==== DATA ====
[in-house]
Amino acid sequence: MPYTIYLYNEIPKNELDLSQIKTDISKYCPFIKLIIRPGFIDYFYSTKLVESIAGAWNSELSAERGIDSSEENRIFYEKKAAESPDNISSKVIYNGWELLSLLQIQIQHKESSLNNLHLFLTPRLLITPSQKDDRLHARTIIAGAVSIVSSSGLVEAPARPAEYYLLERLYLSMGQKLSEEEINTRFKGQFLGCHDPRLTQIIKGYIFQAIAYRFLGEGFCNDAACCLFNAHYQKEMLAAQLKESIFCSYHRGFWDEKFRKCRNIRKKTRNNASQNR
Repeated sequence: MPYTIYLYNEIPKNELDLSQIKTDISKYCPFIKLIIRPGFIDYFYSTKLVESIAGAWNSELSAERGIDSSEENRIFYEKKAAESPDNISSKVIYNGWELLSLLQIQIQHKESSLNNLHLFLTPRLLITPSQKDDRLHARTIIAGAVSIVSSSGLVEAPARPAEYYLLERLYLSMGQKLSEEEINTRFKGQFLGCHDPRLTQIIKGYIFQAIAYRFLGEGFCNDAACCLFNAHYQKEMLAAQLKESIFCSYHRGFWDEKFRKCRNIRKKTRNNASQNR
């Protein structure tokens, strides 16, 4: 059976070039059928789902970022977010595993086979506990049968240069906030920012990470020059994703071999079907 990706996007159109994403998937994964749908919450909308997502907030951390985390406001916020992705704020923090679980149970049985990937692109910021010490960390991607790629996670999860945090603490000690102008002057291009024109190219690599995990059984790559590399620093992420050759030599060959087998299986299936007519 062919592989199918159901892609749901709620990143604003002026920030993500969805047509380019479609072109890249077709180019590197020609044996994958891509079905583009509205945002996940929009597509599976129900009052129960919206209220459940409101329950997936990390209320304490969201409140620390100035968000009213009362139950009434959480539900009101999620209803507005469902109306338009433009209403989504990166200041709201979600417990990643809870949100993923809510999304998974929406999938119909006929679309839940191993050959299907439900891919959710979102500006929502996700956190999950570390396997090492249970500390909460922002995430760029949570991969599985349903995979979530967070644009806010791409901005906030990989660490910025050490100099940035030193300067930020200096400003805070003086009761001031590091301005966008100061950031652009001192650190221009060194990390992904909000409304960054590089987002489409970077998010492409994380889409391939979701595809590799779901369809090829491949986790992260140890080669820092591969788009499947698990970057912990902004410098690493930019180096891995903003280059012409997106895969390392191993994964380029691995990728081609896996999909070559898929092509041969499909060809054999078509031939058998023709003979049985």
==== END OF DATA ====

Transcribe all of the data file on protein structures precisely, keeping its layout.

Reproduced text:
[in-house]
Amino acid sequence: MPYTIYLYNEIPKNELDLSQIKTDISKYCPFIKLIIRPGFIDYFYSTKLVESIAGAWNSELSAERGIDSSEENRIFYEKKAAESPDNISSKVIYNGWELLSLLQIQIQHKESSLNNLHLFLTPRLLITPSQKDDRLHARTIIAGAVSIVSSSGLVEAPARPAEYYLLERLYLSMGQKLSEEEINTRFKGQFLGCHDPRLTQIIKGYIFQAIAYRFLGEGFCNDAACCLFNAHYQKEMLAAQLKESIFCSYHRGFWDEKFRKCRNIRKKTRNNASQNR
Repeated sequence: MPYTIYLYNEIPKNELDLSQIKTDISKYCPFIKLIIRPGFIDYFYSTKLVESIAGAWNSELSAERGIDSSEENRIFYEKKAAESPDNISSKVIYNGWELLSLLQIQIQHKESSLNNLHLFLTPRLLITPSQKDDRLHARTIIAGAVSIVSSSGLVEAPARPAEYYLLERLYLSMGQKLSEEEINTRFKGQFLGCHDPRLTQIIKGYIFQAIAYRFLGEGFCNDAACCLFNAHYQKEMLAAQLKESIFCSYHRGFWDEKFRKCRNIRKKTRNNASQNR
């Protein structure tokens, strides 16, 4: 059976070039059928789902970022977010595993086979506990049968240069906030920012990470020059994703071999079907 990706996007159109994403998937994964749908919450909308997502907030951390985390406001916020992705704020923090679980149970049985990937692109910021010490960390991607790629996670999860945090603490000690102008002057291009024109190219690599995990059984790559590399620093992420050759030599060959087998299986299936007519 062919592989199918159901892609749901709620990143604003002026920030993500969805047509380019479609072109890249077709180019590197020609044996994958891509079905583009509205945002996940929009597509599976129900009052129960919206209220459940409101329950997936990390209320304490969201409140620390100035968000009213009362139950009434959480539900009101999620209803507005469902109306338009433009209403989504990166200041709201979600417990990643809870949100993923809510999304998974929406999938119909006929679309839940191993050959299907439900891919959710979102500006929502996700956190999950570390396997090492249970500390909460922002995430760029949570991969599985349903995979979530967070644009806010791409901005906030990989660490910025050490100099940035030193300067930020200096400003805070003086009761001031590091301005966008100061950031652009001192650190221009060194990390992904909000409304960054590089987002489409970077998010492409994380889409391939979701595809590799779901369809090829491949986790992260140890080669820092591969788009499947698990970057912990902004410098690493930019180096891995903003280059012409997106895969390392191993994964380029691995990728081609896996999909070559898929092509041969499909060809054999078509031939058998023709003979049985």